How do you teach Twitter?

I’ve spent a lot of time this past week trying to find ways to show people how Twitter can make their work life easier/simpler/more fun. I’m not sure how succesful I’ve been. Social Media is a drip drip process that has to be worked on. You can’t become an aficionado overnight. But here are a few thoughts.

The Social Tweeter

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I got the first year undergraduate students in my Digital Journalism class to create their Social Media portraits so I could get a better idea of how they use different platforms – if at all.

The vast majority use Social Media a lot, mainly Facebook, Twitter and YouTube. But they’re using it almost exclusively to keep in touch with friends and follow celebrity news (it’s not called SOCIAL media for nothing.)

A few of them are blogging or following other people’s blogs.

Soundcloud is quite popular for sharing music they’ve made and finding other people’s music. There were one or two Pinterest users who said they liked finding cute DIY ideas they’ll never use!! There was also one Reddit fan.

There were a few who didn’t have a Twitter account or who did have one “but then realised they didn’t need it.”

So the task is to get these students to realise they already have the skills and experience (in most cases) to use social media like a real journalist. What they now need to do is crank it up a bit and find out how they can use social media in a more sophisticated, more professional way. But it’s hard getting people to turn their favourite social platforms into yet another work thing!

I decided to try to amaze them with the power of Twitter as a search tool! Don’t just google “Salford” when you want a story idea or an interviewee. See how much deeper you can get with a really well filtered Twitter search! So I started by showing them a few of my favourites – Followerwonk which is a great way to search Twitter bios, Listorious, a useful people search and list directory and Trendsmap which is a fun way to search local Twitter trends. Then I hit them with the big one – search operators! This was totally new information for every single one of them. They had no idea you could interrogate twitter so closely. I handed out copies of the list of operators (one between two to encourage collaboration) and then gave them some Twitter Tasks to perform. It’s based loosely on Sarah Marshall’s MozFest social media training session but I’ve simplified it into a bite-sized chunk which I think works better with students who may need a bit of convincing about all this kind of stuff.

•Find 2 Manchester Evening News journalists on Twitter
•Find people talking in a positive way about the film Django Unchained.
•What are people tweeting about in Cape Town, South Africa?
•Find three people near Birmingham talking about the High Speed Rail link (HS2)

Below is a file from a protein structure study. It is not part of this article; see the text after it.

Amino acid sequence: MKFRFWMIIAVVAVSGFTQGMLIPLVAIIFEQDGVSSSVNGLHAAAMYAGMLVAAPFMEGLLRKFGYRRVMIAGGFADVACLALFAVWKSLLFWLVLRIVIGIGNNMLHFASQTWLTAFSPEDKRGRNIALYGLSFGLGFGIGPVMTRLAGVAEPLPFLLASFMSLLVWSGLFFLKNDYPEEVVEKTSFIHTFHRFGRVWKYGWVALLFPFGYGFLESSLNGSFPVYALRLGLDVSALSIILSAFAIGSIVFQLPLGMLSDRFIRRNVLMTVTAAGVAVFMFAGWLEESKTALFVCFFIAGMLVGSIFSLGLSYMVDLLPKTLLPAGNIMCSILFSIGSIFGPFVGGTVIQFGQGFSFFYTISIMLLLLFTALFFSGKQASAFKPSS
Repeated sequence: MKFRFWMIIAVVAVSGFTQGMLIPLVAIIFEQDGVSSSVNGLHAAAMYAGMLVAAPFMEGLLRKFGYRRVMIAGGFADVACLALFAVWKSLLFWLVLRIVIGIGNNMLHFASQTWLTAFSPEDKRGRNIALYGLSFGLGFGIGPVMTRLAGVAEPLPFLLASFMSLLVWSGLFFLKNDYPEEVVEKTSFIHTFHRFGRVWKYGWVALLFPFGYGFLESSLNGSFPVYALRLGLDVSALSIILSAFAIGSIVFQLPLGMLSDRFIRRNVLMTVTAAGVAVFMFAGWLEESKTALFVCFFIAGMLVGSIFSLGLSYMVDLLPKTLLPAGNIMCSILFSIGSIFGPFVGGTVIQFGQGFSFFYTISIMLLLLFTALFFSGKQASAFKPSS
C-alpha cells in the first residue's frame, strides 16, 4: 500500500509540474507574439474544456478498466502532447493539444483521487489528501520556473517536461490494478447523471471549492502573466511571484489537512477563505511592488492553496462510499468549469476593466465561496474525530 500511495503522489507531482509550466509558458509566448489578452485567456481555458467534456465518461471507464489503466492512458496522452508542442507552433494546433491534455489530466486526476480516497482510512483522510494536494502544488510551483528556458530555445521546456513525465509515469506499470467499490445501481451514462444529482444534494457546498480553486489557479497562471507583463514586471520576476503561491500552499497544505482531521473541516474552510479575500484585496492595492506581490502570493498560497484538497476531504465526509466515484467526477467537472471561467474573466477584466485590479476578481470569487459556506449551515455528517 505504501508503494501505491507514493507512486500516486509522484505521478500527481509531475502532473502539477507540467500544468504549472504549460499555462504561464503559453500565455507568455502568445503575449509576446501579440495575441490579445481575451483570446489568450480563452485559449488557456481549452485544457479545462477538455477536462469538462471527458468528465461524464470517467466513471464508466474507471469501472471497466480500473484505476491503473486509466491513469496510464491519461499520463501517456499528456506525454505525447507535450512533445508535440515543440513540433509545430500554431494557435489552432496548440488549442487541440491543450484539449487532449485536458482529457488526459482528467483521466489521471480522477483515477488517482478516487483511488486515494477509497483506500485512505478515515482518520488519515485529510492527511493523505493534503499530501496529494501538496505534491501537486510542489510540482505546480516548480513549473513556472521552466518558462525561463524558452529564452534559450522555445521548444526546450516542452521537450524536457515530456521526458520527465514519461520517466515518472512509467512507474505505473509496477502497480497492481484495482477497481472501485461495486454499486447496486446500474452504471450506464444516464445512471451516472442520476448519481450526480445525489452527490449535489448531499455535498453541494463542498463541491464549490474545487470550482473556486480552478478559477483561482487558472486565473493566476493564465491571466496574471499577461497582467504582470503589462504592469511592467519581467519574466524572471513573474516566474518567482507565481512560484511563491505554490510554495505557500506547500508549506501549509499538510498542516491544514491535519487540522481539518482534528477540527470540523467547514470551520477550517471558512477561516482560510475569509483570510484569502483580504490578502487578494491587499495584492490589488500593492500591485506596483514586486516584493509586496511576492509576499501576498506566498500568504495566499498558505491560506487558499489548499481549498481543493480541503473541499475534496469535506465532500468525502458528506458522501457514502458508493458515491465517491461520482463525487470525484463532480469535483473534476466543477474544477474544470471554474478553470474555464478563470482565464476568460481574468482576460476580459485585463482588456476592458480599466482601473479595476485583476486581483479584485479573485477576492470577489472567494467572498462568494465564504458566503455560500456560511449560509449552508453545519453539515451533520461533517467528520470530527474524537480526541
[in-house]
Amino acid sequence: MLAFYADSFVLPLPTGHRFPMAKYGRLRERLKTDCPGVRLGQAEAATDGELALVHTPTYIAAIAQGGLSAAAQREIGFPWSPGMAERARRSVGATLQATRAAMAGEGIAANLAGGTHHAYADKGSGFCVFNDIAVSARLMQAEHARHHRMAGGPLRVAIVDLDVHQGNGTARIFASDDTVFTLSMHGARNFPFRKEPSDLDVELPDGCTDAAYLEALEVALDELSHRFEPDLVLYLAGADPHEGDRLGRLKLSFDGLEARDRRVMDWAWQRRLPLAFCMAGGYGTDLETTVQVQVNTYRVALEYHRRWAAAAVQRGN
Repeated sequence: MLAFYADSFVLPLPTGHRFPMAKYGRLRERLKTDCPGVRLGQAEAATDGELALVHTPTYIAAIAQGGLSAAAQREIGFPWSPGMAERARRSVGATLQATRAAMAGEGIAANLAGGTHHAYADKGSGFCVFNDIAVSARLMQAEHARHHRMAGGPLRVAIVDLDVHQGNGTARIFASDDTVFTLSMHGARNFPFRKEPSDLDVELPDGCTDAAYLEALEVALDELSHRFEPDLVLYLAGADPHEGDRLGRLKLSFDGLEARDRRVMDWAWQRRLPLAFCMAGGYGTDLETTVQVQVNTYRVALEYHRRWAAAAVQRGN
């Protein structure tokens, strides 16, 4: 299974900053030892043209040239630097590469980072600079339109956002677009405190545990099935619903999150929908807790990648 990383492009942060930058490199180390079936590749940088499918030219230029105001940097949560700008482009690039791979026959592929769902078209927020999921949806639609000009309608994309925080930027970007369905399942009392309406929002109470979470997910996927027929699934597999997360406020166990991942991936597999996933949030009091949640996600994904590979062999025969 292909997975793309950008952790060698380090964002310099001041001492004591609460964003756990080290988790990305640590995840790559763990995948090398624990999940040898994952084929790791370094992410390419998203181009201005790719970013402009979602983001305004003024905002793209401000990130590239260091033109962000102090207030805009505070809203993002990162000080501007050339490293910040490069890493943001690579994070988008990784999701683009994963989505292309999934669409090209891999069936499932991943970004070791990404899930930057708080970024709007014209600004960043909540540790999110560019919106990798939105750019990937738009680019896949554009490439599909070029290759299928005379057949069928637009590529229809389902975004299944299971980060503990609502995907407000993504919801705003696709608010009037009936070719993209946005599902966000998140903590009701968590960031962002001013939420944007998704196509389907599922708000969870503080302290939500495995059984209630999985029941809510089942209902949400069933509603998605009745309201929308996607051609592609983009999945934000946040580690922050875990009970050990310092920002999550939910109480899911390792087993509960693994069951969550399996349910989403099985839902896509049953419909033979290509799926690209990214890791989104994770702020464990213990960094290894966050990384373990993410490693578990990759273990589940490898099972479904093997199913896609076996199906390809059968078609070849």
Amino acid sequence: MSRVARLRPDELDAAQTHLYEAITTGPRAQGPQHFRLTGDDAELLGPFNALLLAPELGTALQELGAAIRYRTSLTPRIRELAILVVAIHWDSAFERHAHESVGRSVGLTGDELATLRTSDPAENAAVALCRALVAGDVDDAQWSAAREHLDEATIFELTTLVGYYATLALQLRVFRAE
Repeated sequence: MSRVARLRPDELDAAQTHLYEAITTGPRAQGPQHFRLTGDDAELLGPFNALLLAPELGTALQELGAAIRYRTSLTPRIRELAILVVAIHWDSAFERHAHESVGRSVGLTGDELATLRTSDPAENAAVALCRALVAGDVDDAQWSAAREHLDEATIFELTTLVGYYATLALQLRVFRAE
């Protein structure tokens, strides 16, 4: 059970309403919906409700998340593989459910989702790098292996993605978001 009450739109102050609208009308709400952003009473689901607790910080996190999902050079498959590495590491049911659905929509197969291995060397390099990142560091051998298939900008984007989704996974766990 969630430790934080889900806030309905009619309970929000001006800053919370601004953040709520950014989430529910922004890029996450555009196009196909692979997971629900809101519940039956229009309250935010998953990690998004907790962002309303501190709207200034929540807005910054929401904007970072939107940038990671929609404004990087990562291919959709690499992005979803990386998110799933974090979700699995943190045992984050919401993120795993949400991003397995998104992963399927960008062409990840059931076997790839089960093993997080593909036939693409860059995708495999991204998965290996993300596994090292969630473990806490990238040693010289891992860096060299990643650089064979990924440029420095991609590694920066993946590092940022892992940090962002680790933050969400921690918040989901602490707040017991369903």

•Find a very recent photo or video from MediaCityUK.
The last question was a bit of a trick. I “planted” a photo on Twitter for them to find. Well, it got a few smiles….
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The tasks gave the more advanced Twitter users plenty to keep them busy whilst I went round to each individual student (I had about 17 in each class) starting with the ones who were less experienced. The social media self-portraits were really useful in finding out who might need a bit more support early on and who would be able to work through the tasks independently. I was able to spend a few minutes with each student getting them started, answering specific questions, gently encouraging. I made sure to explain to them how these techniques could help in real journalistic scenarios and, crucially, help them get their assessments done.

Interrogating Twitter in this way really was a revelation to them so it was great fun for me to be able to share this stuff.

My colleague, Alex Fenton, who shares the teaching on this module, used another approach with the class the following week.  He got them all to send out one tweet using our module hashtag #DigiJourno. Even this was new to some of the students. They were encouraged to retweet the most interesting/relevant ones. Again, it was a nice, bite-sized chunk of Twitter that slotted into the theme of the session without overloading anyone. It’s very easy to put people off Twitter for life by drowning them in information! I’d tried to introduce lists and Tweetdeck but that was probably a step too far at this stage and was definitely off-putting to some in the class – although the more adept twitter users immediately saw the benefits.

And it was a revelation to the students to find themselves in a university class where you were actively encouraged to spend time tweeting!!

The Reluctant Tweeter

Away from university, I found myself discussing twitter on two separate occasions last week with friends who work in the media making radio programmes (not news programmes so they wouldn’t describe themselves as journalists). Both had had bad experiences with twitter.  One had been ordered to tweet by a manager but there was no thought-out strategy to this so the producer was left confused about the aim of the tweeting. She’d missed the one training session available. The other friend had been on a training session but it had seemed boring and irrelevant. Unsurprisingly, they both felt very negative about twitter and saw it as an extra workload being imposed on them.